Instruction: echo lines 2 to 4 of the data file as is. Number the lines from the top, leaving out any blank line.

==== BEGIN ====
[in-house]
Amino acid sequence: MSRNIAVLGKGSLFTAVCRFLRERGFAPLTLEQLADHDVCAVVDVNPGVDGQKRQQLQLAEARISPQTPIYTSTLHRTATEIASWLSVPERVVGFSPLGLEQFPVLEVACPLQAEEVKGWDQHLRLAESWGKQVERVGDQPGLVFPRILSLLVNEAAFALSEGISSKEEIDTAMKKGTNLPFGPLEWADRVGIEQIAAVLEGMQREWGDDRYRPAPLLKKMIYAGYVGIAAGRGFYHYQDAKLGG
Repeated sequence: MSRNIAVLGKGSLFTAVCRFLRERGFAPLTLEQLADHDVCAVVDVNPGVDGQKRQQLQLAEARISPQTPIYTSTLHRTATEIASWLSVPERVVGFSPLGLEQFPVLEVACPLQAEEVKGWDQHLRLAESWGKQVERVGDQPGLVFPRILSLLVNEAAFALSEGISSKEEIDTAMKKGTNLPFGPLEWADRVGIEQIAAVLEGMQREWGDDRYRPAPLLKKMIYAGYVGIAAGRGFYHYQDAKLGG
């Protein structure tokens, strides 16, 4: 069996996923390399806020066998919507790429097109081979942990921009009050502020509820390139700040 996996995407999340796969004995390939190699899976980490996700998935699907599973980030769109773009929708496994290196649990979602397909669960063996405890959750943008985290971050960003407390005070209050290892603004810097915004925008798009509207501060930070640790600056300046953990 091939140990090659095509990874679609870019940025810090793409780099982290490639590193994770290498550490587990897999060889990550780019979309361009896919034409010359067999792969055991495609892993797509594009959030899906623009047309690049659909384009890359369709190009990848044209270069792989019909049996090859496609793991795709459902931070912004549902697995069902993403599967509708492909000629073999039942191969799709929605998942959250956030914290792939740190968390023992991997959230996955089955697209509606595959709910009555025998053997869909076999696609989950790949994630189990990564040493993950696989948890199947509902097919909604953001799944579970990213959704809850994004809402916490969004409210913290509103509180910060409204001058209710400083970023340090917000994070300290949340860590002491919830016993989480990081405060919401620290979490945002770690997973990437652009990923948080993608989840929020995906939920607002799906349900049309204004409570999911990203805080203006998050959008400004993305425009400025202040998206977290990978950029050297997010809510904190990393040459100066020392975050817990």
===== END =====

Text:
Amino acid sequence: MSRNIAVLGKGSLFTAVCRFLRERGFAPLTLEQLADHDVCAVVDVNPGVDGQKRQQLQLAEARISPQTPIYTSTLHRTATEIASWLSVPERVVGFSPLGLEQFPVLEVACPLQAEEVKGWDQHLRLAESWGKQVERVGDQPGLVFPRILSLLVNEAAFALSEGISSKEEIDTAMKKGTNLPFGPLEWADRVGIEQIAAVLEGMQREWGDDRYRPAPLLKKMIYAGYVGIAAGRGFYHYQDAKLGG
Repeated sequence: MSRNIAVLGKGSLFTAVCRFLRERGFAPLTLEQLADHDVCAVVDVNPGVDGQKRQQLQLAEARISPQTPIYTSTLHRTATEIASWLSVPERVVGFSPLGLEQFPVLEVACPLQAEEVKGWDQHLRLAESWGKQVERVGDQPGLVFPRILSLLVNEAAFALSEGISSKEEIDTAMKKGTNLPFGPLEWADRVGIEQIAAVLEGMQREWGDDRYRPAPLLKKMIYAGYVGIAAGRGFYHYQDAKLGG
């Protein structure tokens, strides 16, 4: 069996996923390399806020066998919507790429097109081979942990921009009050502020509820390139700040 996996995407999340796969004995390939190699899976980490996700998935699907599973980030769109773009929708496994290196649990979602397909669960063996405890959750943008985290971050960003407390005070209050290892603004810097915004925008798009509207501060930070640790600056300046953990 091939140990090659095509990874679609870019940025810090793409780099982290490639590193994770290498550490587990897999060889990550780019979309361009896919034409010359067999792969055991495609892993797509594009959030899906623009047309690049659909384009890359369709190009990848044209270069792989019909049996090859496609793991795709459902931070912004549902697995069902993403599967509708492909000629073999039942191969799709929605998942959250956030914290792939740190968390023992991997959230996955089955697209509606595959709910009555025998053997869909076999696609989950790949994630189990990564040493993950696989948890199947509902097919909604953001799944579970990213959704809850994004809402916490969004409210913290509103509180910060409204001058209710400083970023340090917000994070300290949340860590002491919830016993989480990081405060919401620290979490945002770690997973990437652009990923948080993608989840929020995906939920607002799906349900049309204004409570999911990203805080203006998050959008400004993305425009400025202040998206977290990978950029050297997010809510904190990393040459100066020392975050817990």